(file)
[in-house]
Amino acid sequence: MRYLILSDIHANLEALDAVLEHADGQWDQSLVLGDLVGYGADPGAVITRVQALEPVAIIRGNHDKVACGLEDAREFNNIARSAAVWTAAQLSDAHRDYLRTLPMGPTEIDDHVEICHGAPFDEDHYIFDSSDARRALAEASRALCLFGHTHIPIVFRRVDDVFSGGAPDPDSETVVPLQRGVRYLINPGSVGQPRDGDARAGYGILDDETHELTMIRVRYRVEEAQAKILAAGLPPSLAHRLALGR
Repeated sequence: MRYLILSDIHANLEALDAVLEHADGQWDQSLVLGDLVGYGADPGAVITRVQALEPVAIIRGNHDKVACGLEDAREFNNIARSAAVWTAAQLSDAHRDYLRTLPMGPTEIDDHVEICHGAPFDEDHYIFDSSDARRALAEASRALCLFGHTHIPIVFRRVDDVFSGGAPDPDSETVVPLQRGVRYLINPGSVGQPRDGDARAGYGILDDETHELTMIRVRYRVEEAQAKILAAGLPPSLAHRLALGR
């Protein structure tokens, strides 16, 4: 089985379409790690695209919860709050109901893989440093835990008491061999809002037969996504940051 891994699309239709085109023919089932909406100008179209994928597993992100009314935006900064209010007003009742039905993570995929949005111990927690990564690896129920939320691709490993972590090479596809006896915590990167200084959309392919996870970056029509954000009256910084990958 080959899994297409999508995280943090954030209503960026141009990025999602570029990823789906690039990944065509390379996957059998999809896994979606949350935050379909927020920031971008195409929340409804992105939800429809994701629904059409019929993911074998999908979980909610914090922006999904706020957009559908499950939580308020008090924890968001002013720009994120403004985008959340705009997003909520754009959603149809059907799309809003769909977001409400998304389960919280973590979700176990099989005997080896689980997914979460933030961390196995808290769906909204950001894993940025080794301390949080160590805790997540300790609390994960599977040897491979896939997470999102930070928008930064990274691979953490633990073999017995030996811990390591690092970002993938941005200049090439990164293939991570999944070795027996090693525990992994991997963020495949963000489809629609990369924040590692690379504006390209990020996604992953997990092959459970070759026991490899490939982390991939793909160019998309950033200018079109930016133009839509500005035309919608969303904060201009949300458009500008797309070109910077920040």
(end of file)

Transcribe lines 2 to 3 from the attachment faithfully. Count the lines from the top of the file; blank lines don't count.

Amino acid sequence: MRYLILSDIHANLEALDAVLEHADGQWDQSLVLGDLVGYGADPGAVITRVQALEPVAIIRGNHDKVACGLEDAREFNNIARSAAVWTAAQLSDAHRDYLRTLPMGPTEIDDHVEICHGAPFDEDHYIFDSSDARRALAEASRALCLFGHTHIPIVFRRVDDVFSGGAPDPDSETVVPLQRGVRYLINPGSVGQPRDGDARAGYGILDDETHELTMIRVRYRVEEAQAKILAAGLPPSLAHRLALGR
Repeated sequence: MRYLILSDIHANLEALDAVLEHADGQWDQSLVLGDLVGYGADPGAVITRVQALEPVAIIRGNHDKVACGLEDAREFNNIARSAAVWTAAQLSDAHRDYLRTLPMGPTEIDDHVEICHGAPFDEDHYIFDSSDARRALAEASRALCLFGHTHIPIVFRRVDDVFSGGAPDPDSETVVPLQRGVRYLINPGSVGQPRDGDARAGYGILDDETHELTMIRVRYRVEEAQAKILAAGLPPSLAHRLALGR